The guide reads in part like an advertisement for Microsoft Digital Employee Experience and for upgrading to Windows 11. Microsoft did not mention the number of devices that it operates that are not compatible with Windows 11, only that employees would get Windows 11 on the next device refresh.

Now You: did you upgrade your devices to Windows 11?

Microsoft boasts that the internal Windows 11 rollout was the smoothest ever
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Microsoft boasts that the internal Windows 11 rollout was the smoothest ever
Microsoft published a case study on its website to highlight the smoothness of the upgrade to Windows 11 at the company.
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  1. Peter Sutcliffe said on April 12, 2022 at 8:25 pm

    Microsoft’s pro developers are still going through the learning process.

  2. shills be shillin said on April 10, 2022 at 4:14 am


    “Linux based OSe’s are never ready for non computer-majors”

    Disinfo at it’s finest! So long as you have someone to INSTALL Linux for you and give you a little hand holding now and then, Linux is PERFECT for all ages and all computer skill levels. It all depends on what the user is trying to do.

    M$ has eyes everywhere. Especially message boards/forums and even comments sections.

    Anyone who tells you Linux is too complex for the average person is a liar. Or, they use Nvidia. :D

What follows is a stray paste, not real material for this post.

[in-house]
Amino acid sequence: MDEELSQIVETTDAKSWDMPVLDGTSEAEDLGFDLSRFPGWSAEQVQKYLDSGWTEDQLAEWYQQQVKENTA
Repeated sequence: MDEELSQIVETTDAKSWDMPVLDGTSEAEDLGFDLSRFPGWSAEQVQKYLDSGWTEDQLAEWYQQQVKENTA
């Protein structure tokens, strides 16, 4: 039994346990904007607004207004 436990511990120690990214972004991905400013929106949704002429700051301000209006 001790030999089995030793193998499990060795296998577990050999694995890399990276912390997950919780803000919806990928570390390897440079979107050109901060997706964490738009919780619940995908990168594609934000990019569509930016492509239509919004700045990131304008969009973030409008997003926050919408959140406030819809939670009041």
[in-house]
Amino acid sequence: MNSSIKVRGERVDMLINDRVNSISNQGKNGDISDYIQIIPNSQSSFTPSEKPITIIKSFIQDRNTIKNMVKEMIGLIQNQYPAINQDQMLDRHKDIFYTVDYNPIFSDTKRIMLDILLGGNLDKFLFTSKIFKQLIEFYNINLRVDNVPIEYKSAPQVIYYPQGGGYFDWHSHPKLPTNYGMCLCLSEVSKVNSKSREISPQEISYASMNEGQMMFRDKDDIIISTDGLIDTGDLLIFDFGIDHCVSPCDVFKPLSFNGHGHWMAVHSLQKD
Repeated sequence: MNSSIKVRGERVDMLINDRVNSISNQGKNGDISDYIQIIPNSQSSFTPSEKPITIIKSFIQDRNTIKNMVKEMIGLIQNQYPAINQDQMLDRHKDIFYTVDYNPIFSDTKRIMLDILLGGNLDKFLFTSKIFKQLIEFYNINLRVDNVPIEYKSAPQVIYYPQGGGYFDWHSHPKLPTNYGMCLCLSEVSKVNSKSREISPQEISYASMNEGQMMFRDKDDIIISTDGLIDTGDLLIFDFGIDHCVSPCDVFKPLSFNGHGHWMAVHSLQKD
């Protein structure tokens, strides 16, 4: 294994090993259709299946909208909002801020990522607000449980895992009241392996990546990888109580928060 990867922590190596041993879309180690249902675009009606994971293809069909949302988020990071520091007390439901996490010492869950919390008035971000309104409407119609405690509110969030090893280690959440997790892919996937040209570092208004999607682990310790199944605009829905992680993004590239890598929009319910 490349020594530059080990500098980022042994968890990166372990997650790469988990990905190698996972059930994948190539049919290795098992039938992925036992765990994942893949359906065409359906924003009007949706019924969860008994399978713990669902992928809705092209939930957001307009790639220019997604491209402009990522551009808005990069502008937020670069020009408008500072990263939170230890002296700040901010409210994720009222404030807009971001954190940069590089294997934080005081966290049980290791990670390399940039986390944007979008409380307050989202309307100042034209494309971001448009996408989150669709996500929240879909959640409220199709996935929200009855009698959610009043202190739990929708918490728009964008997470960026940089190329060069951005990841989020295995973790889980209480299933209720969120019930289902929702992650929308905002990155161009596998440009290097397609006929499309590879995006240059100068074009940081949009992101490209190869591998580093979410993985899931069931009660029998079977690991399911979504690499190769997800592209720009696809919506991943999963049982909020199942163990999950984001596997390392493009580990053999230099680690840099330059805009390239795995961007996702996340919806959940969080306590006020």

3. pHROZEN gHOST said on April 9, 2022 at 6:17 pm

    This is just like the commercial saying … 4 out of 5 dentists recommend Crest.

  4. Burak35 (SuperUser Or Windows7Master) said on April 9, 2022 at 4:40 pm

    windows 7 is best operation systems for the all users.
    windows 8 windows 8.1 windows 10 windows 11 has a full bug and telemetries
    8 8.1 10 11 mutual features
    cpu usage: high
    ram usage: high
    disk usage: high
    telemetri: full bugs and telemetries (you cant disable never)
    stabilitiy: no
    comfort: no
    safe: no
    speed: no
    performance: no
    windows 7 features
    cpu usage: minimum
    ram usage: minimum
    disk usage: minimum
    network usage: minimum
    telemetri: you can disable always
    stabilitiy: yes
    comfort: yes
    safe: yes
    speed: yes
    performance: yes
    result: window 7 is BEST
    8 8.1 10 11 totally trash and full of bug and telemetries
    sorry i dont need this garbage systems
    edit: i hate all hindu and satya nadella ! new ceo must be raymond chen or steve ballmer!